"The Story of an Hour" by Kate Chopin
is a great story with a surprise ending! You can easily teach inference skills, foreshadowing, characterization, and women's roles in the 1800s
using this story.
"The Story of an Hour" lesson plans include:
► Step-by-step lesson plans
for 3 block class periods of 75 to 90 minutes.
► Clean copy
of the story "The Story of an Hour"
► Reading/Thinking Guide
for "The Story of an Hour" which asks students to gather evidence, think critically, and write. It also asks for students to navigate Mrs. Mallard's changing emotions by close reading and recording of text accentuated with student-drawn emojis.
► "Love Poems . . . Maybe . . . Maybe Not!" critical thinking sheets
- contains 3 poems written by women in the 1800s. These poems are about love and marriage. Students must analyze carefully to determine tone as well as similarities and differences.
► Students will write a limerick poem and a character poem
during these lessons - one as a group and the other as an individual.
► Mulitple-choice 10 question quiz in 2 versions with answer keys
. This quiz is not a simple reading quiz for comprehension; it requires students to not only understand the story and the characters but to also compare it to poems written about love and/or marriage by women in the 1800s. The quizzes are also included in an editable PowerPoint in case you wish to add to or make changes.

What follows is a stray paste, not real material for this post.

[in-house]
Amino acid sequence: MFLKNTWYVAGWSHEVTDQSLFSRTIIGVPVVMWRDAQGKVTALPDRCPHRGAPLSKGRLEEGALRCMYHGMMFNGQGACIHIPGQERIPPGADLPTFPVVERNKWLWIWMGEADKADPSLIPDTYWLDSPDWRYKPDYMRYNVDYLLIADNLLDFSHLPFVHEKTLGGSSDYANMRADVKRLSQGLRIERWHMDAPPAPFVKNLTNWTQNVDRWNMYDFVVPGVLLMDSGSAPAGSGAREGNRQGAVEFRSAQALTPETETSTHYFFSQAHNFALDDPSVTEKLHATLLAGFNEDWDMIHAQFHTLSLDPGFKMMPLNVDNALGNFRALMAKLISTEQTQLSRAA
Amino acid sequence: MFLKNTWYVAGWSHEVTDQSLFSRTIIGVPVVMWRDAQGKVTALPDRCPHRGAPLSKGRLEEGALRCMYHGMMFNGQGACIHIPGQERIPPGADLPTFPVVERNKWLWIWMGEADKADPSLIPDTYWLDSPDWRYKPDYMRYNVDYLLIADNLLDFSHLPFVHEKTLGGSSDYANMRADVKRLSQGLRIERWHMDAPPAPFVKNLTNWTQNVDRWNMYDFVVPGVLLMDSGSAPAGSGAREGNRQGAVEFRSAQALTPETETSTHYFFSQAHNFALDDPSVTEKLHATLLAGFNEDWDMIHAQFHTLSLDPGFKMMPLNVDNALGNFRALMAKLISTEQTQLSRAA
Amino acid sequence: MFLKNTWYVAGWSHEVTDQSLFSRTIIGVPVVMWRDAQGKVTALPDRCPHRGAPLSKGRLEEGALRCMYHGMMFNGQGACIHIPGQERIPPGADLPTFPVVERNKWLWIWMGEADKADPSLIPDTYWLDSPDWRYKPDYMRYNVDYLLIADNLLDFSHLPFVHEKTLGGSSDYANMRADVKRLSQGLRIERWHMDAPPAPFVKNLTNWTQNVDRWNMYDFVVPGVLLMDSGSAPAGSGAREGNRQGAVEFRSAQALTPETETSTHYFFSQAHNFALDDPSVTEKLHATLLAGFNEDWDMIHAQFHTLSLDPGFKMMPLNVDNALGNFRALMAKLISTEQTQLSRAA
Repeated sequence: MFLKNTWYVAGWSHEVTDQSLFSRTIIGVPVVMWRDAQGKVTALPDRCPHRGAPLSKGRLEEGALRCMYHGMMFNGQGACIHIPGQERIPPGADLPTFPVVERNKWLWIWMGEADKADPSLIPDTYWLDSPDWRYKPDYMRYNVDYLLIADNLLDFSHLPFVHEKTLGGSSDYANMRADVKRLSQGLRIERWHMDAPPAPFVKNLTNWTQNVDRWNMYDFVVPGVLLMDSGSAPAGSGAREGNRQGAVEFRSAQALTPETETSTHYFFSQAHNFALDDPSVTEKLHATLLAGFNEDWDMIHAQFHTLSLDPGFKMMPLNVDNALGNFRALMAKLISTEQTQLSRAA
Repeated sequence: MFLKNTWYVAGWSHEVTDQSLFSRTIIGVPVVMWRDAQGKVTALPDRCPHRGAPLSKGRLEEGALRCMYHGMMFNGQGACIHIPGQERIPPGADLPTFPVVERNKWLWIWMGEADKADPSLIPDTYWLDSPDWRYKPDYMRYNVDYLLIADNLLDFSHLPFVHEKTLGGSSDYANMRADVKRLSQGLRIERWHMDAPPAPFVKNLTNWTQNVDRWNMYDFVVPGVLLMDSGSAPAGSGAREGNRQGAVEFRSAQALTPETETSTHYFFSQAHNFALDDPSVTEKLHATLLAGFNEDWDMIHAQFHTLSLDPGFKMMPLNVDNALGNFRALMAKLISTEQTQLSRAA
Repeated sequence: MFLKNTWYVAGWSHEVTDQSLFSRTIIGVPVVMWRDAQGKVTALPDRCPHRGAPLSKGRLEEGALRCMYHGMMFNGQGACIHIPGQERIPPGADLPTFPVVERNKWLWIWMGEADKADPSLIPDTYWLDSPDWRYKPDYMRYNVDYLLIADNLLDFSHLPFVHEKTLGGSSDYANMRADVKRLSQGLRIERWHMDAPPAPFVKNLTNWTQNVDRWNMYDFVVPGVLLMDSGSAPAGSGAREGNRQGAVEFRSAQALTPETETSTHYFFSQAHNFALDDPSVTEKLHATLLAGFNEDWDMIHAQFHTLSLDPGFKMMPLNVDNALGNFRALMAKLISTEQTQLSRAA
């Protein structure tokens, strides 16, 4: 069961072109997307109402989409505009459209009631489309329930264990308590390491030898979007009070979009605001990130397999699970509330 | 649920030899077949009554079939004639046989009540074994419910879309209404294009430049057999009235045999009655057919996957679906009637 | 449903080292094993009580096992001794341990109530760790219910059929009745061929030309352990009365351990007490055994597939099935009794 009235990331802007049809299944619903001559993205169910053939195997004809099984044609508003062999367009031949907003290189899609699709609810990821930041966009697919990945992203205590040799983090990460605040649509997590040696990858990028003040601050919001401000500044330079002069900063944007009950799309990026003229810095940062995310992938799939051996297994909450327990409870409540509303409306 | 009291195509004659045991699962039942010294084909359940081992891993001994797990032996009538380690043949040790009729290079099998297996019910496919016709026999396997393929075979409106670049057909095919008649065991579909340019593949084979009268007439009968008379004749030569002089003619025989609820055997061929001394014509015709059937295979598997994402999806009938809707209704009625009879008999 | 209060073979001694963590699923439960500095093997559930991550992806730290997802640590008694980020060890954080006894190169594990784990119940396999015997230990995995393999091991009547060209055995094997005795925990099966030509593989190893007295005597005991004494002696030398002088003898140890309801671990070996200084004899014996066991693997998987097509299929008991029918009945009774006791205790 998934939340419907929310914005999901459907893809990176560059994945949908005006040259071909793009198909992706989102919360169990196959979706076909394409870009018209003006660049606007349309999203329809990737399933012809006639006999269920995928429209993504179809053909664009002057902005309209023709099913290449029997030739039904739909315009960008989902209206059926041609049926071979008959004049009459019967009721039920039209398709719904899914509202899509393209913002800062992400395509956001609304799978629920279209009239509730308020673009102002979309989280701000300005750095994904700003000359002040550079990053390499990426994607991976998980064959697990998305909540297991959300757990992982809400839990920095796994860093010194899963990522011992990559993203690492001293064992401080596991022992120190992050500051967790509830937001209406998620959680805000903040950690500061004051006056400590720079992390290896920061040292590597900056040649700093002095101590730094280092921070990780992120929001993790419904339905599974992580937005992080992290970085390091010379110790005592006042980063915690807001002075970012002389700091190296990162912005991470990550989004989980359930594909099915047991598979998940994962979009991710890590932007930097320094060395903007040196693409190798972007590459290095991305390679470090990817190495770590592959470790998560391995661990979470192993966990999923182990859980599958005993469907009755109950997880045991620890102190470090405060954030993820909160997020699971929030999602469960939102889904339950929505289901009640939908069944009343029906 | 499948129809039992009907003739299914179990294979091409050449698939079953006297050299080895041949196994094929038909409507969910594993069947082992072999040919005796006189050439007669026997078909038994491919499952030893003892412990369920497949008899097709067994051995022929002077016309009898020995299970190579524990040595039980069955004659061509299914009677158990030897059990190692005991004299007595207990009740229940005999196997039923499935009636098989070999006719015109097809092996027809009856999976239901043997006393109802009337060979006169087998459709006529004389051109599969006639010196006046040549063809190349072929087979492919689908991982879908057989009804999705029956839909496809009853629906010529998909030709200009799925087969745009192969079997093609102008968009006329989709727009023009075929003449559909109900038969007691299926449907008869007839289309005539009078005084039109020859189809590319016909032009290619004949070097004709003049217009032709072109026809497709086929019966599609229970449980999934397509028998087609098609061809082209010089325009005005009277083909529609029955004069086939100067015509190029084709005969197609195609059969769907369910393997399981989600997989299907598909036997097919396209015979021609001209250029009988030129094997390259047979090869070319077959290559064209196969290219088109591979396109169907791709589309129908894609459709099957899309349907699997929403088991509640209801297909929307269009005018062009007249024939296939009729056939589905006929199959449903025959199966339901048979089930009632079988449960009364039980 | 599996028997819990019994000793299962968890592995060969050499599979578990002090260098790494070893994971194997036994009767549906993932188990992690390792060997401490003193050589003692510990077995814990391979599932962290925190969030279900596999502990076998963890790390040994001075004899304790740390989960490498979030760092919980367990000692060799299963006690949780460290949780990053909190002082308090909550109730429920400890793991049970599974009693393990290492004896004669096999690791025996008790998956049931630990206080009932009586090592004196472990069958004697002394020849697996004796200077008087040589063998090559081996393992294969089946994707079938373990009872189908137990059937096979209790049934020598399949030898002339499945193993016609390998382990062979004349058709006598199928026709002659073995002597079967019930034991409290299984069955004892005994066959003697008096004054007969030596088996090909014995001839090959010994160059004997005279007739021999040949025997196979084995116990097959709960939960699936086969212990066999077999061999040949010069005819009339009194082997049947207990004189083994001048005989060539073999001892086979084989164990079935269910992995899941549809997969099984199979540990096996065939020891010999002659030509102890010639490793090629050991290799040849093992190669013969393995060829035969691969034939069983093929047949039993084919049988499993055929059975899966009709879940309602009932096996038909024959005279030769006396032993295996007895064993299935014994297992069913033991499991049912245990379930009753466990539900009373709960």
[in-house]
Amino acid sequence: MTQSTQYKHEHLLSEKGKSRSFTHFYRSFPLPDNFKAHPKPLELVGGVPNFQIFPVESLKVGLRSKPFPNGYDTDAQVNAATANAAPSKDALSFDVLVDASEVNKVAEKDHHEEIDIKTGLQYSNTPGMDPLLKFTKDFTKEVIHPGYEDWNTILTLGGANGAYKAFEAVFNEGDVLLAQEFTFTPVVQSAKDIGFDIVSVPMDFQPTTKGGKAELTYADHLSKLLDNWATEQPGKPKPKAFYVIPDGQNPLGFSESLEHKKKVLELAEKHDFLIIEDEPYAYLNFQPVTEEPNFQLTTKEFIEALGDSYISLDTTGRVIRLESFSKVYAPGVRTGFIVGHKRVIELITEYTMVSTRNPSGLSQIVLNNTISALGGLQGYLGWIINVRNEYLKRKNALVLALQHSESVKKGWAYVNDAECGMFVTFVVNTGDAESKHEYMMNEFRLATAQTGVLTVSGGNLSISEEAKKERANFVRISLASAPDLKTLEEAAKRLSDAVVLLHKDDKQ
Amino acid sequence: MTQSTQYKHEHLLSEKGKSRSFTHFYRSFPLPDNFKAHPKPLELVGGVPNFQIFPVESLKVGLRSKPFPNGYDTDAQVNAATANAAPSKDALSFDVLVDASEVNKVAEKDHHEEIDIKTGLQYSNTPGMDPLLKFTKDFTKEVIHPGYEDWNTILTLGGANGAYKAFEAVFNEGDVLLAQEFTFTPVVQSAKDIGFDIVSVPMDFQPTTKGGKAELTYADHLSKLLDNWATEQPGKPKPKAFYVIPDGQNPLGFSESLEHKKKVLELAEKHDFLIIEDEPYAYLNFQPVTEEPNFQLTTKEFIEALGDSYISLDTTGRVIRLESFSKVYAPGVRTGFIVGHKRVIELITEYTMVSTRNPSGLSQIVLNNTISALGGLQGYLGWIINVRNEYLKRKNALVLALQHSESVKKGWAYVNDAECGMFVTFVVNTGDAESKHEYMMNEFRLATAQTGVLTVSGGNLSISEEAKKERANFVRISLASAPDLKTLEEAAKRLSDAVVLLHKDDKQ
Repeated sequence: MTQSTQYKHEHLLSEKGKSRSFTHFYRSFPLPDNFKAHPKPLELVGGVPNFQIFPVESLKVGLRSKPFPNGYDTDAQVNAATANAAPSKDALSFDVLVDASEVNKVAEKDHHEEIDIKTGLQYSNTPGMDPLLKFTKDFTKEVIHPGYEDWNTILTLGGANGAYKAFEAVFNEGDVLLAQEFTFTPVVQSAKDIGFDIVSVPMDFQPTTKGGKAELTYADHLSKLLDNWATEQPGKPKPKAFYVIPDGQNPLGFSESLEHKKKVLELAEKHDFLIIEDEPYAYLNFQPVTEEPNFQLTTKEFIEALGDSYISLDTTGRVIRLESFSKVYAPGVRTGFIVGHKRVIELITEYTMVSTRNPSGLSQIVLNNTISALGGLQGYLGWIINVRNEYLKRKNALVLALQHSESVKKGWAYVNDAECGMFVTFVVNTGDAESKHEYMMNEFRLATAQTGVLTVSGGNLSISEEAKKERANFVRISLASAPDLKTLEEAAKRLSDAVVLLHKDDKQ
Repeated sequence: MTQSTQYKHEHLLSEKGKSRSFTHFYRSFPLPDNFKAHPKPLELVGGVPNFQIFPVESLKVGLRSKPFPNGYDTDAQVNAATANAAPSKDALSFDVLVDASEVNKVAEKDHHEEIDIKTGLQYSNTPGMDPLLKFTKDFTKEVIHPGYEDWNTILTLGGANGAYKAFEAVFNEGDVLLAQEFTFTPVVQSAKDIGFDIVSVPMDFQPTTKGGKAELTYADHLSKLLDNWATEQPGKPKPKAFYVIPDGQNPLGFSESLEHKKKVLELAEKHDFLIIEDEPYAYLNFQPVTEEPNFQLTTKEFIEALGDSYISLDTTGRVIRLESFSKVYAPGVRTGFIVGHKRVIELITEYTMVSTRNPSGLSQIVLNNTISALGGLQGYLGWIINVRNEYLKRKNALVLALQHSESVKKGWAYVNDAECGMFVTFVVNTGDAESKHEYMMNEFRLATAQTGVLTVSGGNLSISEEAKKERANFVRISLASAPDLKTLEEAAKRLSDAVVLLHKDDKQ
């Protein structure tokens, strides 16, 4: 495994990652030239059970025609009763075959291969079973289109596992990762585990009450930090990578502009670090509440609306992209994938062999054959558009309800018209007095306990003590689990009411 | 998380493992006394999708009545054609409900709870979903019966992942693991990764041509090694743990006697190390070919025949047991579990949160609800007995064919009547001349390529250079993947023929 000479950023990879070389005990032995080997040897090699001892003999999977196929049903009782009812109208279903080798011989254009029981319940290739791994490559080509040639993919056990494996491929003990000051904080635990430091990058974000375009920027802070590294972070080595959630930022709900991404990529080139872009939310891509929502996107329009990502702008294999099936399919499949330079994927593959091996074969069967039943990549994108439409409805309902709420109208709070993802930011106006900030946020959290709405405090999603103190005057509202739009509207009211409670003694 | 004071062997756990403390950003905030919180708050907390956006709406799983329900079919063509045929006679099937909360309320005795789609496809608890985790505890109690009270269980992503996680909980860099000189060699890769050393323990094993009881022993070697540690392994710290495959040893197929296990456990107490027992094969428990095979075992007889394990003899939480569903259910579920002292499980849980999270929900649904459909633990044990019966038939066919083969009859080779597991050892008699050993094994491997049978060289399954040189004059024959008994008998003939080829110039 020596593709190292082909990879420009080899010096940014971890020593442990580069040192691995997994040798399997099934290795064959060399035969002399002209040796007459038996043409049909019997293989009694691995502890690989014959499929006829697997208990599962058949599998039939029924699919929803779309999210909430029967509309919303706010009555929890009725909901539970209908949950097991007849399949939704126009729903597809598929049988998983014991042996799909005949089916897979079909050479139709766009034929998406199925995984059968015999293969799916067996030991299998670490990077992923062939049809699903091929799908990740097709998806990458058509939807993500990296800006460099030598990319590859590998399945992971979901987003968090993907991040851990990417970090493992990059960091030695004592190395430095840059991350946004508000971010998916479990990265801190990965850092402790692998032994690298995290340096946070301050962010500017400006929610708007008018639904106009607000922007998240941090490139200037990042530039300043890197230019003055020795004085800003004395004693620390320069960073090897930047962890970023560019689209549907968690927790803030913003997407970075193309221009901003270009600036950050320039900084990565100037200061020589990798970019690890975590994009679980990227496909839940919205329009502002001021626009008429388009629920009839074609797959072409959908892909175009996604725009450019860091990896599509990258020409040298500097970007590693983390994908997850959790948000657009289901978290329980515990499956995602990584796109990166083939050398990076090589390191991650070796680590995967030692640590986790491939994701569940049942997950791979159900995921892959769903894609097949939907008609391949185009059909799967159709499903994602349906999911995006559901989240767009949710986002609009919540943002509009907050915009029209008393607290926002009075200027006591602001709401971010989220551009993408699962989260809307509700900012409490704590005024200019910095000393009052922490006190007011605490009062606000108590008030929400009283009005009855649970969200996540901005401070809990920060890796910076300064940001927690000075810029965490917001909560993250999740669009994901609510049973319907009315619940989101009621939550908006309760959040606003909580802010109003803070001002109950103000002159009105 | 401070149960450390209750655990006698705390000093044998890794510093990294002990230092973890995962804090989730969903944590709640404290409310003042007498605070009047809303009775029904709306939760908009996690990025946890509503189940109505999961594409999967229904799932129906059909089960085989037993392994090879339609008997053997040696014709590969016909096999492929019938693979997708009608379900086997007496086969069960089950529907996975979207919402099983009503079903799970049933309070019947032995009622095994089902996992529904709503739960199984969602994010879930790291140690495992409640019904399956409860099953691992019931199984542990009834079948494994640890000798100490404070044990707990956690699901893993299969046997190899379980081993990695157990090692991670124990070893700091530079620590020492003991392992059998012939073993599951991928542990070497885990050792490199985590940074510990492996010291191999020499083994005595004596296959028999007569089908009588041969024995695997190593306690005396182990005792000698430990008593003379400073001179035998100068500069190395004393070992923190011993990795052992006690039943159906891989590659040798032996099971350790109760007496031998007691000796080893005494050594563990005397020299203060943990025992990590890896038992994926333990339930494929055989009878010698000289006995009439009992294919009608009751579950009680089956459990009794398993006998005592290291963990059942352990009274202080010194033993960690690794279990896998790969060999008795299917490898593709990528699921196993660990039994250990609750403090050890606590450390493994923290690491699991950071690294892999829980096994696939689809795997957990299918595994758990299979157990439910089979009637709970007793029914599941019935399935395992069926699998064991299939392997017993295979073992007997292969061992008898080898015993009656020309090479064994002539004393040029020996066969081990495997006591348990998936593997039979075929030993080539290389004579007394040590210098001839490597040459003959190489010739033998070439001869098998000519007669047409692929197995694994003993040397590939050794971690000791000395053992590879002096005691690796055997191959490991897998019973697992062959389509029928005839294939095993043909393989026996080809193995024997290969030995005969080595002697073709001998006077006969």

Sample quiz questions:
_____ 2. “When the doctors came they said she had died of heart disease--of the joy that kills.” This is the last line of the story, and it demonstrates which literary device below?
A. foreshadowing B. simile C. irony D. alliteration
_____ 3. Which of the following does the author use to symbolize the awakening of Mrs. Mallard’s innermost feelings about life her husband’s death?
A. the setting outside her window which is beautiful and carefree
B. the first sentence of the story because it reveals Mrs. Mallard’s heart condition
C. the last sentence of the story which reveals Mrs. Mallard’s sudden death
D. Mrs. Mallard’s weeping as soon as she hears of her husband’s death
_____ 4. How are the poems “The Marriage Vow” and “Love and Hate” alike?
A. Both discuss their everlasting love for their relationship partners.
B. Both writers demonstrate a bitter tone towards the subject of the poem.
C. Both compare marriage to death.
D. Both writers admit to wanting a divorce but being unable to attain one due to the time period.
_____ 8. According to the majority of expectations of women in the 1800s, women should be
A. carefree B. assertive C. self-sacrificing D. confident
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• "A Parody" by Frederick Douglass
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• Emily Dickinson Poetry
If you need an ENTIRE semester of American literature lessons and activities at your fingertips, visit American Literature Full Semester for more stress-free planning!